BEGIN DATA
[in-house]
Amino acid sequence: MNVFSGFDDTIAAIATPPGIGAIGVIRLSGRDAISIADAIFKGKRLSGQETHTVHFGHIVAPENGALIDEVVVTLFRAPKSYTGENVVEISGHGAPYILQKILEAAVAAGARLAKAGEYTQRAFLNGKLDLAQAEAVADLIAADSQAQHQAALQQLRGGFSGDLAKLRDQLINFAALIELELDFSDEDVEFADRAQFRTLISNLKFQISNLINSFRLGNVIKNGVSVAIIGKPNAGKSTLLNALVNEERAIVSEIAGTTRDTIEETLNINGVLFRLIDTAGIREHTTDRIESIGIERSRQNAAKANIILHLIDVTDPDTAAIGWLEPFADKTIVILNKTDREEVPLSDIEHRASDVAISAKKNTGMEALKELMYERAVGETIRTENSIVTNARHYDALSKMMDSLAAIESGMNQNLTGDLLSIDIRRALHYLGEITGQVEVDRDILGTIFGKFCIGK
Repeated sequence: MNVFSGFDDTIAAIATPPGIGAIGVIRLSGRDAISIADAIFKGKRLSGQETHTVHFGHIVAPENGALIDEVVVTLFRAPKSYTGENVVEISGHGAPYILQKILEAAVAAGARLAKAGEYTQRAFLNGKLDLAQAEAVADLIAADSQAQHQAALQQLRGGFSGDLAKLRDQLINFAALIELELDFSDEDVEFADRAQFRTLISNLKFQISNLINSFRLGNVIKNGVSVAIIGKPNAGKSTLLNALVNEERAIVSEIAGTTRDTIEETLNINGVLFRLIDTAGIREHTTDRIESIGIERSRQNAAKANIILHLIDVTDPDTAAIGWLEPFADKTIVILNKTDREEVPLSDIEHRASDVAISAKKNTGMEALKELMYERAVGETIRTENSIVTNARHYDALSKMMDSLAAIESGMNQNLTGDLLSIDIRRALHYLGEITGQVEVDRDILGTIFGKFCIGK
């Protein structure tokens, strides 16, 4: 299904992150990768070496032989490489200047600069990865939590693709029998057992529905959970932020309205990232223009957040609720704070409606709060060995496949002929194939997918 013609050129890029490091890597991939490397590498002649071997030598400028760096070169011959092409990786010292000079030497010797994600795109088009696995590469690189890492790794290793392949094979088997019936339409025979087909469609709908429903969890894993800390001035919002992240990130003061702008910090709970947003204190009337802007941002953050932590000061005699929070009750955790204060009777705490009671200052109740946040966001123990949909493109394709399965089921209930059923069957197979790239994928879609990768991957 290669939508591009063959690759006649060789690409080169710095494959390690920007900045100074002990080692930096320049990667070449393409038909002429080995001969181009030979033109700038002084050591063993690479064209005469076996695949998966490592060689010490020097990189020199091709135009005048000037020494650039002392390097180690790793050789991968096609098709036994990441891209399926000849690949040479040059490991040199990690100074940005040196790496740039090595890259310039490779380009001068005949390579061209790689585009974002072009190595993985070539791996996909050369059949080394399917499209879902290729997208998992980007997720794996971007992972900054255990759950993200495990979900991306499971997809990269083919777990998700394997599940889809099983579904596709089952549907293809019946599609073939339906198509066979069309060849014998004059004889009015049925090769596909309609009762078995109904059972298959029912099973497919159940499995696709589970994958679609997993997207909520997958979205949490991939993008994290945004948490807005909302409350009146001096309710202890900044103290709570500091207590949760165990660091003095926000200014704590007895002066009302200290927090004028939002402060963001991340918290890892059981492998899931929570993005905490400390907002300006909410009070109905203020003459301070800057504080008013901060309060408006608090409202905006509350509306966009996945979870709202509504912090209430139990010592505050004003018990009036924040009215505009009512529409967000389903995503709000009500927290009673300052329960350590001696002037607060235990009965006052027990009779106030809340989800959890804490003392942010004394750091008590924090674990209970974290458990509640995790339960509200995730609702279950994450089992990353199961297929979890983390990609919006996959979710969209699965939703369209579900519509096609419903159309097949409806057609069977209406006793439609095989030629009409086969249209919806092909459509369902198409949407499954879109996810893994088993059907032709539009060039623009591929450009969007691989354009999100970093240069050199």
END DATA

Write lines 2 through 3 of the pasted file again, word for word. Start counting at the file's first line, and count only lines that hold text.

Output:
Amino acid sequence: MNVFSGFDDTIAAIATPPGIGAIGVIRLSGRDAISIADAIFKGKRLSGQETHTVHFGHIVAPENGALIDEVVVTLFRAPKSYTGENVVEISGHGAPYILQKILEAAVAAGARLAKAGEYTQRAFLNGKLDLAQAEAVADLIAADSQAQHQAALQQLRGGFSGDLAKLRDQLINFAALIELELDFSDEDVEFADRAQFRTLISNLKFQISNLINSFRLGNVIKNGVSVAIIGKPNAGKSTLLNALVNEERAIVSEIAGTTRDTIEETLNINGVLFRLIDTAGIREHTTDRIESIGIERSRQNAAKANIILHLIDVTDPDTAAIGWLEPFADKTIVILNKTDREEVPLSDIEHRASDVAISAKKNTGMEALKELMYERAVGETIRTENSIVTNARHYDALSKMMDSLAAIESGMNQNLTGDLLSIDIRRALHYLGEITGQVEVDRDILGTIFGKFCIGK
Repeated sequence: MNVFSGFDDTIAAIATPPGIGAIGVIRLSGRDAISIADAIFKGKRLSGQETHTVHFGHIVAPENGALIDEVVVTLFRAPKSYTGENVVEISGHGAPYILQKILEAAVAAGARLAKAGEYTQRAFLNGKLDLAQAEAVADLIAADSQAQHQAALQQLRGGFSGDLAKLRDQLINFAALIELELDFSDEDVEFADRAQFRTLISNLKFQISNLINSFRLGNVIKNGVSVAIIGKPNAGKSTLLNALVNEERAIVSEIAGTTRDTIEETLNINGVLFRLIDTAGIREHTTDRIESIGIERSRQNAAKANIILHLIDVTDPDTAAIGWLEPFADKTIVILNKTDREEVPLSDIEHRASDVAISAKKNTGMEALKELMYERAVGETIRTENSIVTNARHYDALSKMMDSLAAIESGMNQNLTGDLLSIDIRRALHYLGEITGQVEVDRDILGTIFGKFCIGK